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OFCCP Releases Directive (DIR) 2018-03: Addressing Legal Developments In The Law Regarding Religion-

Monday, August 20, 2018   (0 Comments)
Posted by: Oscar Martinez and Marife Ramos
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The Office of Federal Contract Compliance Programs (OFCCP) issued Directive (DIR) 2018-03 which became effective August 10th, 2018. While various sections of the regulations already address the provision and insurance of equal employment opportunities to applicants and employees without regard to religion or national origin (41 CFR §§ 60-50.1 to 50.5) ; as well as clarified the obligations of employers in the accommodation of religious observances and practices of employees and applicants (41 CFR § 60-50.1[c]), the new directive incorporates recent developments in the law on religion-exercising organizations and individuals.

Three important and recent court decisions became the impetus for Directive 2018-03. (Note: To fully understand the impact of these court decisions to the development of DIR 2018-03, the author included brief summaries of the cases at the end of this blog):

  1. Trinity Lutheran Church of Columbia, Inc. v. Comer, 137. S. Ct. 2012, 2022 (2017) – the government violates the Free Exercise clause when it requires an entity to give up its religious character to gain access to a generally available public benefit(s). (See additional resources section for a summary of the court case.)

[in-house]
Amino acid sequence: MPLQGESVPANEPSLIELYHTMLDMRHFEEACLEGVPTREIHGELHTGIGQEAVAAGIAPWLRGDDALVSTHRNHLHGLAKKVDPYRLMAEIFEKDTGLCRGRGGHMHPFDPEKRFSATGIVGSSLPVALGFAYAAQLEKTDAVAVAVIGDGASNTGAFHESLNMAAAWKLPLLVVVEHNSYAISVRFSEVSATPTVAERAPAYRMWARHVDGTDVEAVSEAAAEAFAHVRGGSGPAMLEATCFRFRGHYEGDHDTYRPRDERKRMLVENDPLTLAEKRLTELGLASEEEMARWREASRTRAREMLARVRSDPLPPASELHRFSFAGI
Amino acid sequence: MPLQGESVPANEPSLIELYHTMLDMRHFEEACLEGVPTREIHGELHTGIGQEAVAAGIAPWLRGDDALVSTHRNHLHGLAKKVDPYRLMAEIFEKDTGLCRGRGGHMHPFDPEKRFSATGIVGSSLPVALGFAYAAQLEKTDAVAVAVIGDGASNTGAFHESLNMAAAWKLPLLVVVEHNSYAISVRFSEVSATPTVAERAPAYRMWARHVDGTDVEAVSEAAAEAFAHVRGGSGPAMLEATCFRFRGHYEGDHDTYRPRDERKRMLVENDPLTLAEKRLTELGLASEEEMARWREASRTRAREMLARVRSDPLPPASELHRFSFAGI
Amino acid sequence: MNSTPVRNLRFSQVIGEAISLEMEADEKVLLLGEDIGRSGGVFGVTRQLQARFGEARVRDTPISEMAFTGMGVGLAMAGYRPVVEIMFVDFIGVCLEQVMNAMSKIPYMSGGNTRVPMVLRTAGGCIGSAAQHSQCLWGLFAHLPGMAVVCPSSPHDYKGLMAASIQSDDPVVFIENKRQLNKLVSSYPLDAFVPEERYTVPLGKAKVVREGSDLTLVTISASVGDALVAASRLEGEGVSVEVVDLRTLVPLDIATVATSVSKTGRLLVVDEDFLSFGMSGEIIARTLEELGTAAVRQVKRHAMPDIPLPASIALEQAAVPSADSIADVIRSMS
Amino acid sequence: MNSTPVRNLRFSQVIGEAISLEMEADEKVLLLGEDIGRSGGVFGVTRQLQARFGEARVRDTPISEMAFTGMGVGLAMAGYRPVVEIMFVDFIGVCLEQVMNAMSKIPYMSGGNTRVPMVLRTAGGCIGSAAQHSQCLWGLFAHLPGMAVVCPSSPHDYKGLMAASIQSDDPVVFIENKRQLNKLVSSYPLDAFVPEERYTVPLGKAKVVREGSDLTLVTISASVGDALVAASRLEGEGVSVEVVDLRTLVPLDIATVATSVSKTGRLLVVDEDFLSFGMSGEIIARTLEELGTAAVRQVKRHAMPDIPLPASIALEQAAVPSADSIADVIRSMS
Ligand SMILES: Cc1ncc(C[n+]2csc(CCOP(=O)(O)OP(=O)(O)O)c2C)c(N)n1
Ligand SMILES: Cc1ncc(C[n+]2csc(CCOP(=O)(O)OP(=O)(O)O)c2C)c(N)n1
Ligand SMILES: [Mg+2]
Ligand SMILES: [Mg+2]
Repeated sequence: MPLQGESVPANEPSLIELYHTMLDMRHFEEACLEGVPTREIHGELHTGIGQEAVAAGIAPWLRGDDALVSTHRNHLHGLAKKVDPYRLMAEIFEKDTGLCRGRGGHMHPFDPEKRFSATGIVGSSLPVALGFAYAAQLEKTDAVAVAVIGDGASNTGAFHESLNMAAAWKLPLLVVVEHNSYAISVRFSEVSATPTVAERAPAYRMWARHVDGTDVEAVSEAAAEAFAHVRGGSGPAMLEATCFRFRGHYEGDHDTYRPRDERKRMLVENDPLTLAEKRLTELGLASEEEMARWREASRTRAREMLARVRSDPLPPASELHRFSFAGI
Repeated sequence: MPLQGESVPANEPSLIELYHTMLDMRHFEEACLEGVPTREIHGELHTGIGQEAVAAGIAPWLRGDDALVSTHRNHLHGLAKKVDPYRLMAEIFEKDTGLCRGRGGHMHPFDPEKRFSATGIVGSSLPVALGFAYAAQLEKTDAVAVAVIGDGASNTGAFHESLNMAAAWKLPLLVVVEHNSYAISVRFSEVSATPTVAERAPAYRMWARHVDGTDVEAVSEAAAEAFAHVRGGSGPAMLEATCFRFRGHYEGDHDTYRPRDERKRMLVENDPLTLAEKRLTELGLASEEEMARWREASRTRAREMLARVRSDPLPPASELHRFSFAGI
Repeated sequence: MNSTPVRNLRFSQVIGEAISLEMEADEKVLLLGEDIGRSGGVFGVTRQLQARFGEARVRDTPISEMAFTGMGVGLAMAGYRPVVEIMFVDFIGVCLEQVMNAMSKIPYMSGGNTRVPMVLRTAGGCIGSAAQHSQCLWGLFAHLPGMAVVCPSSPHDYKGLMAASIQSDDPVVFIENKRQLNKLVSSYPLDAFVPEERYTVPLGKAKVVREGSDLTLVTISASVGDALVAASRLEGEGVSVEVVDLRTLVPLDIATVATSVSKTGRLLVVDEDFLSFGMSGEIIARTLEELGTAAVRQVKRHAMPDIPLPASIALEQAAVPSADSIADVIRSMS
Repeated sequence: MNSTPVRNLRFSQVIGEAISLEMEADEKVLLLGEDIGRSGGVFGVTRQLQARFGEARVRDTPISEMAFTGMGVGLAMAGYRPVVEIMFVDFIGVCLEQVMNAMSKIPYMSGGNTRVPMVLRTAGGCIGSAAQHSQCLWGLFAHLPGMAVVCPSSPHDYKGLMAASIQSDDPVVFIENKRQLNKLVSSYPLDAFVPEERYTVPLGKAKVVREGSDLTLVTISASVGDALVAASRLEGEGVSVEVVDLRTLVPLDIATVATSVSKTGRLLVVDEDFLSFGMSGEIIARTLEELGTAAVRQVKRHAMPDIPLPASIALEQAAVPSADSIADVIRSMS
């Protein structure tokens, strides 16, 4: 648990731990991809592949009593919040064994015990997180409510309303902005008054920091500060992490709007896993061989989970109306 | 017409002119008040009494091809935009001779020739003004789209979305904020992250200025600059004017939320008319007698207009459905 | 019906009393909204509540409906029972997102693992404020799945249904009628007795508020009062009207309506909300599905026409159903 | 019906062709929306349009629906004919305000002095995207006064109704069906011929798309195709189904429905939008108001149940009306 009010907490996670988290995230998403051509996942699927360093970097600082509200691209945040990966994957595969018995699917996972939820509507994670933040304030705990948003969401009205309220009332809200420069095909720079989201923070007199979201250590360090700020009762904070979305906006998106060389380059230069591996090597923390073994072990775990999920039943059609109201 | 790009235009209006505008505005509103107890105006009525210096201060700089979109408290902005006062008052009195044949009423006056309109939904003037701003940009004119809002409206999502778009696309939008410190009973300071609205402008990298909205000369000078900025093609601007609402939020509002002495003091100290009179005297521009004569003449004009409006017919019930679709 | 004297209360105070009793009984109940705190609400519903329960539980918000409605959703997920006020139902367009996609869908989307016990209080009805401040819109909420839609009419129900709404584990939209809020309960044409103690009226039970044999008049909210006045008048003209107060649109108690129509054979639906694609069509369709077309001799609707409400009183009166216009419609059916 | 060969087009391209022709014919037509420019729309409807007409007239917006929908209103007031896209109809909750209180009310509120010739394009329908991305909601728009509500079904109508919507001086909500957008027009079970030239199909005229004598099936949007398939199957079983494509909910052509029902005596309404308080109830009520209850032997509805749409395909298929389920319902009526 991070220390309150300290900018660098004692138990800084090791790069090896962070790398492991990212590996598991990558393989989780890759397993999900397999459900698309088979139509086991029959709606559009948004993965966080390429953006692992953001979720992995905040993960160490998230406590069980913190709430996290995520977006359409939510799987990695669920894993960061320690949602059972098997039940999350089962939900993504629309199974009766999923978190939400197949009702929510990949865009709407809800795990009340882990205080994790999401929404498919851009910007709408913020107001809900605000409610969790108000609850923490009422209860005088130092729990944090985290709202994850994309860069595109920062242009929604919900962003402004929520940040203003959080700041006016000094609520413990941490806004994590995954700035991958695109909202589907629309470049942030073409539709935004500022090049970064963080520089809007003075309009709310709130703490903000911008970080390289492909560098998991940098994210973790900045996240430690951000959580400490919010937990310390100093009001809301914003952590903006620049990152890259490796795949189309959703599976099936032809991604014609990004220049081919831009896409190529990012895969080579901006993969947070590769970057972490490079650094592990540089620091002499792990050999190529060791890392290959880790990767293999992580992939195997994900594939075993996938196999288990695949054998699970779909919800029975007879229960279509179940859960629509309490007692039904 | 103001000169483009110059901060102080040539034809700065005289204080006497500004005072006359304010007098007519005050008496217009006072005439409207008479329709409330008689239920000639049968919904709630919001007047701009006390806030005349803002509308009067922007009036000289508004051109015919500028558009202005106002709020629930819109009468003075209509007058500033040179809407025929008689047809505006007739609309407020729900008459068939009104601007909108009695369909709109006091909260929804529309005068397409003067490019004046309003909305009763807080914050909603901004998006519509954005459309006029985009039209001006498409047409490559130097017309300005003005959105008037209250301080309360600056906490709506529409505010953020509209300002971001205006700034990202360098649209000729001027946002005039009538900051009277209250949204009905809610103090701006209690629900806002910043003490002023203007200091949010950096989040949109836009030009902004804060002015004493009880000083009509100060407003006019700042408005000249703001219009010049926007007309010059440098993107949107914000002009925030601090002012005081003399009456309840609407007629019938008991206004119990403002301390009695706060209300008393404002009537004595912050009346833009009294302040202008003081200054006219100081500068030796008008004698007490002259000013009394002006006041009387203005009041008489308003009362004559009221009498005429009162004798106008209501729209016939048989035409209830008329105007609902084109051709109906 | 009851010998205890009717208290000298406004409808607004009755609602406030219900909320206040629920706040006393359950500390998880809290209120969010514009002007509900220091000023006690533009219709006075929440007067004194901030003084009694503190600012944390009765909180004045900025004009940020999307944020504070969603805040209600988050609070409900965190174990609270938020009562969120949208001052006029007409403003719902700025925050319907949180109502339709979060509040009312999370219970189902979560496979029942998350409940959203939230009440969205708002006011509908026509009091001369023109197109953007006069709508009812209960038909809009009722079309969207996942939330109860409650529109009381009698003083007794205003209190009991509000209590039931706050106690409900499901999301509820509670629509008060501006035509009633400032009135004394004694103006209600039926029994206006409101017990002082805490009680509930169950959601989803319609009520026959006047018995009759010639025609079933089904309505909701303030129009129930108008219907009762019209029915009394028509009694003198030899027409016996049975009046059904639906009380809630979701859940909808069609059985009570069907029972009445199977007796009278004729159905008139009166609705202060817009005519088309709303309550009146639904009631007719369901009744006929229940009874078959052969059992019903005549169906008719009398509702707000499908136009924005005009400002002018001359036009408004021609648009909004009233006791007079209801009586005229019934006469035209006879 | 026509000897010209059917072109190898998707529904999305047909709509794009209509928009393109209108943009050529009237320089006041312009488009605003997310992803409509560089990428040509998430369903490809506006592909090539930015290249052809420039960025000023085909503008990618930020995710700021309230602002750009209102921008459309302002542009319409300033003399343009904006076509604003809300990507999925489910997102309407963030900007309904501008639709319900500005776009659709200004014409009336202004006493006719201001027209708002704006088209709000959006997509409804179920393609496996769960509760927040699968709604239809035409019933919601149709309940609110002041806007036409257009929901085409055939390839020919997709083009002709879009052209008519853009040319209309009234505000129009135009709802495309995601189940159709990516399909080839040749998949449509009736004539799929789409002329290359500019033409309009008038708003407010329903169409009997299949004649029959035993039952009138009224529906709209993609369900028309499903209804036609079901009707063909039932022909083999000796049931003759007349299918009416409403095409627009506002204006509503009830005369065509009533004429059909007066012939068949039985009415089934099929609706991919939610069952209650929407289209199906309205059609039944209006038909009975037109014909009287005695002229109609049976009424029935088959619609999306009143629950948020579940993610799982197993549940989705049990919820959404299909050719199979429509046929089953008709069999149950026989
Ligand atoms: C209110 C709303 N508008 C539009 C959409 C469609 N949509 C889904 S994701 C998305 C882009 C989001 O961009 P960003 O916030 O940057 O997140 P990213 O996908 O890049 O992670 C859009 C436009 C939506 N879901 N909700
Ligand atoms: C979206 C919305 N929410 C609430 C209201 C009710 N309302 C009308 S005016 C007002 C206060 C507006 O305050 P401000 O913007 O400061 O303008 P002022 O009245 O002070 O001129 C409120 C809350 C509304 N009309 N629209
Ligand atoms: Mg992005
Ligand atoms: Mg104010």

2. Masterpiece Cakeshop, Ltd. V. Colo. Civil Rights Comm’n. 138 S. Ct. 1719, 1731 (2018) – the government violates the Free Exercise clause when decisions are made with hostility to religion or religious beliefs. (See additional resources section for a summary of the court case.)
  3. Burwell v. Hobby Lobby Stores, Inc. 134 S. Ct. 2751, 2775 (2014) – the Religious Freedom Restoration Act applied to federal regulation of the activities of for-profit organizations. (See additional resources section for a summary of the court case.)

As a result, the following guidance in OFCCP’s enforcement, compliance assistance, and investigation activities were incorporated in the new directive:

  1. The government must permit individuals and organizations, to participate in a government program “without having to disavow their religious character.”
  2. OFCCP staff “cannot act in a manner that passes judgement…” and must proceed in a neutral and tolerant manner towards religious beliefs.
  3. OFCCP staff “cannot condition the availability of opportunities upon recipient’s willingness to surrender his (or her) religiously impelled status.”
  4. OFCCP staff must bear in mind that restrictions set by federal regulations on activities of a for-profit corporation must comply with the Religious Freedom Restoration Act.
  5. OFCCP staff must permit faith-based organizations to compete on a level playing field for federal contracts[1].